Pugent Sound

The sneezing made my visit miserable. It was only the beginning. Paul’s daughter Lidya drove us to Portland, Oregon the next day to meet David’s brother. That was the sickest point for me and it just so happened to be my first time in Oregon. Thankfully, Russ & Shirley took us in. We toured the city the next day and had dinner at Jake’s Famous Crayfish downtown. I enjoyed seeing David interact with his sibling as I imagined what life growing up in Oregon during the 1960s was like.

Meanwhile, I was unaware of problems mounting back in Florida. Perhaps I was consciously choosing to ignore them. Issues in Panama City refusing to go away and traps laid in Fort Lauderdale. Soon it would be too much for David. Feelings of helplessness, anger and self doubt filled me

Port Townsend, WA

as I sat bedside new year’s eve in the hospital. Another round of trial and error and learning who real friends are.

And then that phone call delivering words that cut like a dagger.

“You’ve made bad decisions in life, John.”

 





Autumn’s Bounce

3 11 2017

Biscayne Bay NP

The cool breezes have arrived at long last in the southern reaches of the United States.

Battered by hurricanes, Floridians are picking up the pieces of a life that seems to consist of at least one dangerous weather pattern a year. The Governor is well versed in crisis management. The Winter White House must be protected, after all.

And at any cost.

Looking inward, a self assessment seems in order. Why is America here? Who decided it would be such a great thing to settle 20 million people in a swamp?

If there are advantages to such stressed living conditons it must be an enduring ecosystem immune to certain invasive species. People do want to come here — for a variety of reasons. I’d prefer to push into South America and learn why that is.

Meanwhile, David says to trust God. He does his morning yoga poses and goes off into the community eager to serve. Working two jobs at the age of 70 while volunteering countless hours to the democratic party. He continually amazes me and I am eternally grateful for him coming into my life — and staying.

I am giving more time to friends who care about our shared health and well being and less to those who do not. That should be automatic but is much harder to practice in reality. I do not think I can make a difference, I know I can. Thus comes responsible action and deeper understanding.

Ah maturity.

Having recently celebrated my 45th birthday, I am aware of how satisfied I should be at this stage of life.

“You are still here,” our couples’ therapist said to me.

Yes, I am still here and it is quite remarkable considering all of the adventures. Coming to South Florida was an assignment in learing how to rebuild and make a way beyond familiar ground. I have learned a great deal about politics, the environment, minority communities, recovery, celebrity culture and the list goes on. I am beginning to learn what marriage means. Raising children is next.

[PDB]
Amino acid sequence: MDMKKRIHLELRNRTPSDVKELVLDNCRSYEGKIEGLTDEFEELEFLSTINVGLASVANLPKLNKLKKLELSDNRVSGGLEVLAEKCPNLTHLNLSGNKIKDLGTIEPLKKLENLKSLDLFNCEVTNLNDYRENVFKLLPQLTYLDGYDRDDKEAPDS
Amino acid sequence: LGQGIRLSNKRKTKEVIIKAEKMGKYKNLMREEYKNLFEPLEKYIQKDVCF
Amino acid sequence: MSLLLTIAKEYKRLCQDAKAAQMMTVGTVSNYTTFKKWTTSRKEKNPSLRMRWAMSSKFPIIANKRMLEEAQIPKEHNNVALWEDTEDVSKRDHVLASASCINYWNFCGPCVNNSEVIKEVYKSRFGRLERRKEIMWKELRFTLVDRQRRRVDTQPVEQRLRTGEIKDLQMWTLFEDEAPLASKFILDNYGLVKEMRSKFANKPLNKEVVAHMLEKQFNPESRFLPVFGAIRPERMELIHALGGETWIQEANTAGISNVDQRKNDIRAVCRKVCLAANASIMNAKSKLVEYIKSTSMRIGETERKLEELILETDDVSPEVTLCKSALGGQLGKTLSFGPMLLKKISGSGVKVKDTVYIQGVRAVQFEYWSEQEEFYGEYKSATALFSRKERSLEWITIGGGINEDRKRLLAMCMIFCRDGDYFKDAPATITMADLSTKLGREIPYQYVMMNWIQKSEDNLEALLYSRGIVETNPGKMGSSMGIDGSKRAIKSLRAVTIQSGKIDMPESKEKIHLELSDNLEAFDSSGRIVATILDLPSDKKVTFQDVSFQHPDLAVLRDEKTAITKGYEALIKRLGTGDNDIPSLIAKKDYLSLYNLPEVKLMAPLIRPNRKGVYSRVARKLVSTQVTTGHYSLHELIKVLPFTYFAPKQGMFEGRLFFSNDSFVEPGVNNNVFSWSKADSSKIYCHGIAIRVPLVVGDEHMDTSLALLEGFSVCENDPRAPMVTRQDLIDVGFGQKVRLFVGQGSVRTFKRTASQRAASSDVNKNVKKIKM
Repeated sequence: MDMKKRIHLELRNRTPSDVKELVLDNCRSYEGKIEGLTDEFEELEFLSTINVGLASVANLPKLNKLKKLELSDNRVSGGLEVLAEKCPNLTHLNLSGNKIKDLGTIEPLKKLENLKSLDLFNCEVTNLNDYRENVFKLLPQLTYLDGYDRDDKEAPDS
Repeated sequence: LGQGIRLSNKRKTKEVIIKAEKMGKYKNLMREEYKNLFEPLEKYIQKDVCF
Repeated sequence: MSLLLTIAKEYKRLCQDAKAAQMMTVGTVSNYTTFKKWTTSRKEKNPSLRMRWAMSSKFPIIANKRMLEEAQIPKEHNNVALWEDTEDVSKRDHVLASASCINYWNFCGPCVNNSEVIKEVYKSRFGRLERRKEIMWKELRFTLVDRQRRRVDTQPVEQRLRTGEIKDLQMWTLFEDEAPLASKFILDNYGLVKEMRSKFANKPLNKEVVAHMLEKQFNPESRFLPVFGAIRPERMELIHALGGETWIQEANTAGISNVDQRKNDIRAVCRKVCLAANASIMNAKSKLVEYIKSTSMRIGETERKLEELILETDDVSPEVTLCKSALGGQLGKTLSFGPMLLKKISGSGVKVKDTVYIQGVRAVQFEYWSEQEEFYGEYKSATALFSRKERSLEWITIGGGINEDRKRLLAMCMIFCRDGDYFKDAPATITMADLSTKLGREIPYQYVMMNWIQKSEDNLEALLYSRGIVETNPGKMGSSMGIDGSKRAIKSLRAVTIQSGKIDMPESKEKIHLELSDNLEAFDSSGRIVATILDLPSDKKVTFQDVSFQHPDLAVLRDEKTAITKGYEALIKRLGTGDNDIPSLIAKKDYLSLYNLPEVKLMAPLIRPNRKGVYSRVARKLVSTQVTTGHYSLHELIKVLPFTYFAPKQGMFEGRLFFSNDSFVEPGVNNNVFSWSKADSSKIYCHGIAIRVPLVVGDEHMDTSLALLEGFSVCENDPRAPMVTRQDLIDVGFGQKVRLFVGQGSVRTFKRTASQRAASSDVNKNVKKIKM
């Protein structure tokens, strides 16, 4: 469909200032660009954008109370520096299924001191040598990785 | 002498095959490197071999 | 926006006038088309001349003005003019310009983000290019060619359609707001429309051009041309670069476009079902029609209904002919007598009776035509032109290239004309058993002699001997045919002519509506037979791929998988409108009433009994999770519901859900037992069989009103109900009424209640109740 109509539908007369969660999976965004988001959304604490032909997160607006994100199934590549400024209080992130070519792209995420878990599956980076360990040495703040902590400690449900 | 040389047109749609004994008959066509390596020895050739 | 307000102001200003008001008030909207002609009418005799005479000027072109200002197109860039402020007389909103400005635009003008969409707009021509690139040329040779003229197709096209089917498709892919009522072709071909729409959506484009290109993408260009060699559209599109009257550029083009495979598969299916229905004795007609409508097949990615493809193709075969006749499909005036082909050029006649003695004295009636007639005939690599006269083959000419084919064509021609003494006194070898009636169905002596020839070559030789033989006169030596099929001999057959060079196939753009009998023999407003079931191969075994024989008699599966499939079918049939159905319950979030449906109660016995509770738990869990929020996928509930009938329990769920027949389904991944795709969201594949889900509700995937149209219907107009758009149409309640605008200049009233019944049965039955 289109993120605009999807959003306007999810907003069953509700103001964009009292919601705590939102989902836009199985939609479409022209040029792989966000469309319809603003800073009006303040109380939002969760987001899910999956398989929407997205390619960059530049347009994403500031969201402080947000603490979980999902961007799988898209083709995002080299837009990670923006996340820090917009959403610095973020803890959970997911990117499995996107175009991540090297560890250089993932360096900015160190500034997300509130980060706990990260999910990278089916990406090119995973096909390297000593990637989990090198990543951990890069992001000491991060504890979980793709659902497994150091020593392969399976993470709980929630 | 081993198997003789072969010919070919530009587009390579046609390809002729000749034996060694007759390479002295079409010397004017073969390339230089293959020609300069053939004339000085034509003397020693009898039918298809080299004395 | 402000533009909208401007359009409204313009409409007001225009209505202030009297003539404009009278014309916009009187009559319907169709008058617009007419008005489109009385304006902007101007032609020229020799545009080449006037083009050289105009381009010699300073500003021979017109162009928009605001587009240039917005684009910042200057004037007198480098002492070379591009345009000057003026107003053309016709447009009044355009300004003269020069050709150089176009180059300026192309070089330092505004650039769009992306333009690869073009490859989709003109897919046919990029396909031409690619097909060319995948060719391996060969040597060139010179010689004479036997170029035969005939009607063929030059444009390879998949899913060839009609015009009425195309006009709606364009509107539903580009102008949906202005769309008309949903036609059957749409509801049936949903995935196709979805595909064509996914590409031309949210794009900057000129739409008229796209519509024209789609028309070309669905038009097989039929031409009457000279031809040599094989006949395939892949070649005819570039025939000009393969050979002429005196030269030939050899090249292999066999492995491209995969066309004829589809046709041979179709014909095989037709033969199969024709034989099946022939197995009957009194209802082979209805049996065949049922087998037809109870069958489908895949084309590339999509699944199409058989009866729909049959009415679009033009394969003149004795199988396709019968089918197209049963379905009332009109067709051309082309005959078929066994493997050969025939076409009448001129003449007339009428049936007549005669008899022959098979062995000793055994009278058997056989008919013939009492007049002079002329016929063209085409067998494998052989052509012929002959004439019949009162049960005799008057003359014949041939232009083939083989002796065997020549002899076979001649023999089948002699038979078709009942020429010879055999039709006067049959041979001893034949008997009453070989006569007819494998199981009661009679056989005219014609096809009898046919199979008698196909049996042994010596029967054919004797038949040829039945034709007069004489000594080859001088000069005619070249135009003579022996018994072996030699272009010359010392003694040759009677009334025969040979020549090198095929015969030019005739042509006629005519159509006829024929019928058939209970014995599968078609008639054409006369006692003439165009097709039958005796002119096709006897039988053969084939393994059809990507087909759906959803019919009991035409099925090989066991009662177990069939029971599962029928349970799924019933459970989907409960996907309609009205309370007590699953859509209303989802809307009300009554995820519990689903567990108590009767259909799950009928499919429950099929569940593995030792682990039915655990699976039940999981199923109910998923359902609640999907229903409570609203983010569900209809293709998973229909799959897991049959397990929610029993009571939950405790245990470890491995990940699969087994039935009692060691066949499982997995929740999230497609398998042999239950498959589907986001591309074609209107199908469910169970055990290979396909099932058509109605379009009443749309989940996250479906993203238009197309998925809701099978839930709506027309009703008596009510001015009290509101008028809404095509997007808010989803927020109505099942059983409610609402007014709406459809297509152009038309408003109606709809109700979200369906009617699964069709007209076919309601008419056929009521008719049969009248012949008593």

I am by no means broken but very aware that no one goes through life unblemished. The perfect image Americans insist their leaders have was destroyed during the last presidential election. In the world of geeks, it’s Kingpins over Spidermen. Superman is truly a myth and the Jedi have been driven into exile.

Spooks own the hour now. The news still carries at least one mass terrorist attack story a week. But we forget about it after a few weeks and the dead become linked to a city or a school or a nightclub. It will depress you if you let it.

I choose not to. I am also choosing my media, information and entertainment outlets very carefully.

It has been a tough year. For a lot of us. I am thankful the holiday season is approaching and I can decorate the apartment. Maturity brings awareness of how precious life is. Now is the time to cherish our loves.

 

 

 

 





Weathering The Storm

27 09 2017

Uprooted Olive Tree

Hurricane battered we enter the autumn of this chapter. There are no physical seasons in Florida. Only hot and hotter.

I’ve been going to see my friend Jubal lately. He doesn’t have any cats and I’m okay with that. We are roughly the same age. A contemporary you might say. He gets me which is why he can invite me into his inner sanctuary or send me away without hestitation.

Jubal owns a loft in Fort Lauderdale, near the city’s urban core. He works with his hands and often goes away for months to work on ships. He is intelligent in a way I cannot think. Like a lot of my friends, Jubal believes the world is screwed and yet he seems to come up with an amusing antidote for all of the world’s ills.

As we stood on his rooftop watching jets hum all around, Jubal noticed me studying the surroundings.

“No, we’re not in the country,” Jubal remarked.

Buildings in the horizon and the sounds of bus brakes and car horns on the streets below signal we are indeed in a city.